“Er—thanks.” Gertrude was not sure that an adventurer should be complimented on her lungs, but it was nice anyway.
“My name is Faber,” the gnome said “What can I do for you?”
Gertrude pulled the tomato worm from her pocket and told her story for what felt like the fortieth time. “Do you have an antidote?” she finished at last.
Faber frowned thoughtfully. “We have a vast store of potions that we recently bought from the witch in the deep forest. There might be something helpful there.”
Gertrude’s jaw dropped. “She told me that I could look through them if I was apprenticed to her. You mean, she’d already sold them to you?”
The gnome sighed. “We don’t like to do business with her either. You risk losing your fingernails every time you shake her hand, but she does have interesting goods for sale. I don’t know how you’ll find the right potion amongst the lot we have, though.”
Gertrude gulped. She hadn’t thought of that.
“You’re a witch, too,” the tomato worm said plaintively. “You can use your magical senses, or—or something.”
Gertrude suspected that she had no magical senses. She squared her shoulders and said, “We’ll try each one until we find something that works.”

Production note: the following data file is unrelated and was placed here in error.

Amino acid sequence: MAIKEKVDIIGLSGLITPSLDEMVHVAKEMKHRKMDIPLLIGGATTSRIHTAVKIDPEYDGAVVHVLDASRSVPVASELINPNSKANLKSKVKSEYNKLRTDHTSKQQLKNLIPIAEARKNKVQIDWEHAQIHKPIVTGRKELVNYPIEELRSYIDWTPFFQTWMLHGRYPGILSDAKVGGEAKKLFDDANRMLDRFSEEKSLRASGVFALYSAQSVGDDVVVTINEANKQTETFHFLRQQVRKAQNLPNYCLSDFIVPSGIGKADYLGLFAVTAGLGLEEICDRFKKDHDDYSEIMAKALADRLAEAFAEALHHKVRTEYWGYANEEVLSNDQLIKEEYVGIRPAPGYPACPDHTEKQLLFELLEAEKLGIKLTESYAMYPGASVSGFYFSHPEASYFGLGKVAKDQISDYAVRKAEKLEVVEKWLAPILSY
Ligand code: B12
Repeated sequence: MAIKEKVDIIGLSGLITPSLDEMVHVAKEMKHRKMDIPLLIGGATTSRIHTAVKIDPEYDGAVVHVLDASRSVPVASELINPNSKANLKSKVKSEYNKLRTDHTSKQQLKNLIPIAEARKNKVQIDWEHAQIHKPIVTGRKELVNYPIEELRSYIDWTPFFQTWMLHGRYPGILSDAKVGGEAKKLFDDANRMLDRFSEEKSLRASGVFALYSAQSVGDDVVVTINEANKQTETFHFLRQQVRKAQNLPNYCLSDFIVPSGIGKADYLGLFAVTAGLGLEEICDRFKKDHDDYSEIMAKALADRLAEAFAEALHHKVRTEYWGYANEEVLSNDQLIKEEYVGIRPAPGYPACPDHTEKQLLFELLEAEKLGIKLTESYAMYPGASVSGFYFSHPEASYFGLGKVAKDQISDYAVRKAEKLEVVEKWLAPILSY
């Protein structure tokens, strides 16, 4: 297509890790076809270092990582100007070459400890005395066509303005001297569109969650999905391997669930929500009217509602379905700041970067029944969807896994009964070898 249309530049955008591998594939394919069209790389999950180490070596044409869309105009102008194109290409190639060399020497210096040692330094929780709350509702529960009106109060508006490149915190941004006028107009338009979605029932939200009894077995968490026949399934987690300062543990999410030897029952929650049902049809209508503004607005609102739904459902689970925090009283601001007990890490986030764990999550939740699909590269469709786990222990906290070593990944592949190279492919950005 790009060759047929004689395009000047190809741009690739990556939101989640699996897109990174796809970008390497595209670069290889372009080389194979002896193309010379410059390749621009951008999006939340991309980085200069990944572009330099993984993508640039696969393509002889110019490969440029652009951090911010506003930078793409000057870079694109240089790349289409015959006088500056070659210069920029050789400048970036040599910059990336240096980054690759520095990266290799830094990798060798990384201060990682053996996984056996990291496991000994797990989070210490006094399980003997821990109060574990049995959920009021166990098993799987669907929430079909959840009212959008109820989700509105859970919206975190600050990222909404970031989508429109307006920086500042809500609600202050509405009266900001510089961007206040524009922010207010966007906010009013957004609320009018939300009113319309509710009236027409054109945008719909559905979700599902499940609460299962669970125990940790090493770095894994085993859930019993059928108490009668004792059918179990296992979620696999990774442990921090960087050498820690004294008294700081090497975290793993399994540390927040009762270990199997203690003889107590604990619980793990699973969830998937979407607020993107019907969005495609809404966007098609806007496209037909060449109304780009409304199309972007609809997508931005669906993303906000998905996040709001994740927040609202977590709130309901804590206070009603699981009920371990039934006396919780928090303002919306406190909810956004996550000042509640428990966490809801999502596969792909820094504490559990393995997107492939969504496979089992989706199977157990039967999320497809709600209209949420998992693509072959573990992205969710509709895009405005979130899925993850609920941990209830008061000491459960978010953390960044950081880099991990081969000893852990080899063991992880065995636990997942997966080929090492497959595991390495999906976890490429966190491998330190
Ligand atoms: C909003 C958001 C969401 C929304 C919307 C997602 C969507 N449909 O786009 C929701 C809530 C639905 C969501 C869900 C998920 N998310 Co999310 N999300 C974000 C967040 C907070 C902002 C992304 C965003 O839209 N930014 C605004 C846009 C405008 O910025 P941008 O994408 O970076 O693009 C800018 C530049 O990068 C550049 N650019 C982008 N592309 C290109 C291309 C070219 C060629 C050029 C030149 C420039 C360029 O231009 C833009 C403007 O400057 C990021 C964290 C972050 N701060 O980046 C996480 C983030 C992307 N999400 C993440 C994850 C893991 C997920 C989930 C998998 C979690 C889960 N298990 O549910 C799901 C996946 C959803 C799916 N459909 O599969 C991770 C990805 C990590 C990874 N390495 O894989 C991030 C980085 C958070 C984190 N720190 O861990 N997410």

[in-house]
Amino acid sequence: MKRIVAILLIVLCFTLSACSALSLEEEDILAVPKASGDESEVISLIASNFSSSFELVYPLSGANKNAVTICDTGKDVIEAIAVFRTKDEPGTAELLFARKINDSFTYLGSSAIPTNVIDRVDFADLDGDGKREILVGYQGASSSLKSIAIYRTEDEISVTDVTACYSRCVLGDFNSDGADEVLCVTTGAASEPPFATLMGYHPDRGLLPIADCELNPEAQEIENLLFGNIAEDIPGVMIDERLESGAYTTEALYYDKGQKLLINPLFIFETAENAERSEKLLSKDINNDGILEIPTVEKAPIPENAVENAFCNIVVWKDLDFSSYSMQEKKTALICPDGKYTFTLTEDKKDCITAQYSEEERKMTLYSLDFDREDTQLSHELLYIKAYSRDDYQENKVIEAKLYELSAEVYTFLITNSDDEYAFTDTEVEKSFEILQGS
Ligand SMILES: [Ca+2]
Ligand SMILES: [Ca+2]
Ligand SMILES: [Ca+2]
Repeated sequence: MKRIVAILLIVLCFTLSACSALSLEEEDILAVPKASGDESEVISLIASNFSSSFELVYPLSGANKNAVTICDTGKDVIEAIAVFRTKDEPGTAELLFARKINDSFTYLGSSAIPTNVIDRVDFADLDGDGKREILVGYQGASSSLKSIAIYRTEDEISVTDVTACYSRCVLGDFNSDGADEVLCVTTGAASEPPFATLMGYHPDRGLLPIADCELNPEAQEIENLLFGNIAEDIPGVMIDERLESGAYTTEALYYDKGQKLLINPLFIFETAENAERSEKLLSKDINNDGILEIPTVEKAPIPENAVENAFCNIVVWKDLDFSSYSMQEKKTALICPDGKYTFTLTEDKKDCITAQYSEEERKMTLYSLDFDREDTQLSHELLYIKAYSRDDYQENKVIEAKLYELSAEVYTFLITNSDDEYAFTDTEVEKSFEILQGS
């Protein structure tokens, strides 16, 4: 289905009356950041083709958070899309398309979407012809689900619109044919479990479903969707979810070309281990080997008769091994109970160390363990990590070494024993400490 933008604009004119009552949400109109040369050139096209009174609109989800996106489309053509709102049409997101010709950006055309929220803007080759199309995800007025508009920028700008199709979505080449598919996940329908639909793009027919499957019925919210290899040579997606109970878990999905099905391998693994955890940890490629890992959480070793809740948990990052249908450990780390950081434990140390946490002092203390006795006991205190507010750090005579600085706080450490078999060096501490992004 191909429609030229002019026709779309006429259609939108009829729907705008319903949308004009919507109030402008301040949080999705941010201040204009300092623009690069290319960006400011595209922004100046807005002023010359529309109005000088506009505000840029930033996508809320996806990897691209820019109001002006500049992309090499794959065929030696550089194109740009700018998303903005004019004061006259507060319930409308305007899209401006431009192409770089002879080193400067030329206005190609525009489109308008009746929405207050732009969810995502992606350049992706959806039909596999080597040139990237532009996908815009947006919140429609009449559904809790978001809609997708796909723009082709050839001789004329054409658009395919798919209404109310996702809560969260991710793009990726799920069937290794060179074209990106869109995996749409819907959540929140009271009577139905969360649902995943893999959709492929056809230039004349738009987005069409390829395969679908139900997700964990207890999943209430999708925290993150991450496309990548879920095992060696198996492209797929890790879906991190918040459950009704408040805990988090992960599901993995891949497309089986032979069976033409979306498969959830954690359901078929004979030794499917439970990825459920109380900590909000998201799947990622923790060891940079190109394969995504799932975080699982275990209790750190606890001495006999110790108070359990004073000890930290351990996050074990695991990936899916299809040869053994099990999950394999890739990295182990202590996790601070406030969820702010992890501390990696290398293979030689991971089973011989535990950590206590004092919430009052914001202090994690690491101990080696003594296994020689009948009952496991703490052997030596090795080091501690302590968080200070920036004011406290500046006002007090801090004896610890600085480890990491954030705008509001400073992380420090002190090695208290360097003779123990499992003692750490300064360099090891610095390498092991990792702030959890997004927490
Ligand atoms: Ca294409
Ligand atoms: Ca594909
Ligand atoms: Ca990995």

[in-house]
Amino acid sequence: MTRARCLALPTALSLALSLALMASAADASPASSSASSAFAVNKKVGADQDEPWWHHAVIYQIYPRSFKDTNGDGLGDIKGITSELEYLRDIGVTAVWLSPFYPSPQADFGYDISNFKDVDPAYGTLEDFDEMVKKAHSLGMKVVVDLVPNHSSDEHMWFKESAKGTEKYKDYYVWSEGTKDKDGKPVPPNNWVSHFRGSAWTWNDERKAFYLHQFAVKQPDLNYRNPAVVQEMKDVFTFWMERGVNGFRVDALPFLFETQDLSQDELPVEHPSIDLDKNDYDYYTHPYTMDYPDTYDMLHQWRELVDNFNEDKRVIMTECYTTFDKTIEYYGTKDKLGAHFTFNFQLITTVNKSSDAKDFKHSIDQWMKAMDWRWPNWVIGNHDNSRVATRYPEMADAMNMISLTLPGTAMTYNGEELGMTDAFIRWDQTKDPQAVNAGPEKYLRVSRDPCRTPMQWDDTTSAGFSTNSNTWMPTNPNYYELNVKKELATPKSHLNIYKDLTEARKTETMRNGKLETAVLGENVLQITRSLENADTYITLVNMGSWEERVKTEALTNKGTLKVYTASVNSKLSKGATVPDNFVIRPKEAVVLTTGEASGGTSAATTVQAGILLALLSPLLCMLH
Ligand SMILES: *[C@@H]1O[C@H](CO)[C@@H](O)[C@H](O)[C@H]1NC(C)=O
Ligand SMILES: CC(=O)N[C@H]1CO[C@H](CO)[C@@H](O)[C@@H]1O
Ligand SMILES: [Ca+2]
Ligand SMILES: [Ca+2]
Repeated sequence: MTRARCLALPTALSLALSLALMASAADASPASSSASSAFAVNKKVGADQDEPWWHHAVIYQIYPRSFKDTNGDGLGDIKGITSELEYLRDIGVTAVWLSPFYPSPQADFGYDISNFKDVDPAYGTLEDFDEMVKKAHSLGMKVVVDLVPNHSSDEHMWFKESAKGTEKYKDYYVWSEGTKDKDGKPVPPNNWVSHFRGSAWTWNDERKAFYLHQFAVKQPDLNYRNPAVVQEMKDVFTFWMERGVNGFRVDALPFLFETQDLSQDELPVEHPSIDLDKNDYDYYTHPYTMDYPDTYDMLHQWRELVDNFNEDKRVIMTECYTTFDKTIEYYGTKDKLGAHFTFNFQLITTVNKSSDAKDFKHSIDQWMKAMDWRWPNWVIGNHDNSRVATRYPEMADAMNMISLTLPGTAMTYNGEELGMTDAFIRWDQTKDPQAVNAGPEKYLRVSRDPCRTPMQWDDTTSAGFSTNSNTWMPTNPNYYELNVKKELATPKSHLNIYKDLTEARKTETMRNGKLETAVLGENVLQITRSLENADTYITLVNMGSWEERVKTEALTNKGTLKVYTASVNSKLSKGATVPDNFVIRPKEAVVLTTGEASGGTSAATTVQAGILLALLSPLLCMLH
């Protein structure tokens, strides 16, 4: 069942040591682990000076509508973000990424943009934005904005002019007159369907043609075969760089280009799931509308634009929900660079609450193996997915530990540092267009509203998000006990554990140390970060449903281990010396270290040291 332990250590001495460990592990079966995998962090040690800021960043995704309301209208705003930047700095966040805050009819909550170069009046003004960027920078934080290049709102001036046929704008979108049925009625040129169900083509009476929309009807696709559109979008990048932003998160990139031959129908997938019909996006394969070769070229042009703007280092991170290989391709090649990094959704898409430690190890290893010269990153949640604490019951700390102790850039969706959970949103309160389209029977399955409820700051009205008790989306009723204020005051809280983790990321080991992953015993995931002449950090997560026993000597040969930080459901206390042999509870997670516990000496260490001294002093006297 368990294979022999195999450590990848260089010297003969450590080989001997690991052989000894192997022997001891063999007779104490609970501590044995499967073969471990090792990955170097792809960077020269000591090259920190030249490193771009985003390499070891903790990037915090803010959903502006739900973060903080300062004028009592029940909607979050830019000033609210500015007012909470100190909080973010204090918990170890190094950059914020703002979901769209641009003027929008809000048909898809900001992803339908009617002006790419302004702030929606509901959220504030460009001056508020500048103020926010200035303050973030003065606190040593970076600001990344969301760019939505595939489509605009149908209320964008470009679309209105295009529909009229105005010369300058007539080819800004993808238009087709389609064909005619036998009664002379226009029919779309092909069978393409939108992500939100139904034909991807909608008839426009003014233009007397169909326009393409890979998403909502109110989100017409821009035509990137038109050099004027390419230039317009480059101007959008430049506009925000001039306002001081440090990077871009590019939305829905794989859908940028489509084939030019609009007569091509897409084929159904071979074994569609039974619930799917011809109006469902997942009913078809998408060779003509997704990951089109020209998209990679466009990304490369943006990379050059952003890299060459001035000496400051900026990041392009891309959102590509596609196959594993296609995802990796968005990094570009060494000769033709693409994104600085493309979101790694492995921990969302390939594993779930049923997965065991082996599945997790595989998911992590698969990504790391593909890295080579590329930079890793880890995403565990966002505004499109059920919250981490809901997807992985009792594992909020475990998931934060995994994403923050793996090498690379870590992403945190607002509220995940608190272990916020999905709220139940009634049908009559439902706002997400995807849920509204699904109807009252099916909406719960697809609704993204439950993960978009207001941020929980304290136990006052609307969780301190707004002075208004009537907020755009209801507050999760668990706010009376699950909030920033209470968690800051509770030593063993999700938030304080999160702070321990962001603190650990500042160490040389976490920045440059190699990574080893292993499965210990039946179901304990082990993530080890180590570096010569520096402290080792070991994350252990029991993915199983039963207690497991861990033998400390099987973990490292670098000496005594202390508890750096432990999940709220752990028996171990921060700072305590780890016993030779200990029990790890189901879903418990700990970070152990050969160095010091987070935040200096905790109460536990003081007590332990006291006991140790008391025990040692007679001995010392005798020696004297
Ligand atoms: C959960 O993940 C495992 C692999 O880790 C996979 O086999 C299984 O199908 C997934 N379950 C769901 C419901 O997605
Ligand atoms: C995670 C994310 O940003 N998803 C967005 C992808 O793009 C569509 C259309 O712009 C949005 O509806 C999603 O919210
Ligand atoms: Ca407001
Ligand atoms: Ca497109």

Over the prince’s shriek of horror, Faber said approvingly, “A sound, scientific method. I’ll help.”
He led the way to a wall shelf filled with bottles. There were thousands of them. Still, sitting and staring would do no good. Gertrude started opening bottles.
The first potion gave the prince a headache. The second made him giggle and slither in circles. The third potion put him to sleep, which was helpful as the fourth turned him into a three-headed cobra when Gertrude dipped him into it. The next potion woke him up, and the next tied his forked tongue into a knot.
“This could take awhile,” Gertrude said. Faber got muffins and tea, and they went back to work.
Early the next morning, the prince was bright orange shading to sickly yellow, sprouting roses from one nostril, and vaguely shaped like a horse with very sharp teeth. “If you don’t find the right one soon,” he snarled, “I’ll tear you to bits!”
No one thought he was joking.
“Try this.” Gertrude shoved a bowl of pale lavender potion at him. He slurped a few drops between his teeth. There was a faint popping sound and a handsome prince stood before them, rose free and only faintly yellow.
There was a long sigh from the watching gnomes, and Faber applauded. The prince bowed gracefully to them. “Yes, I know I look much better now,” he said.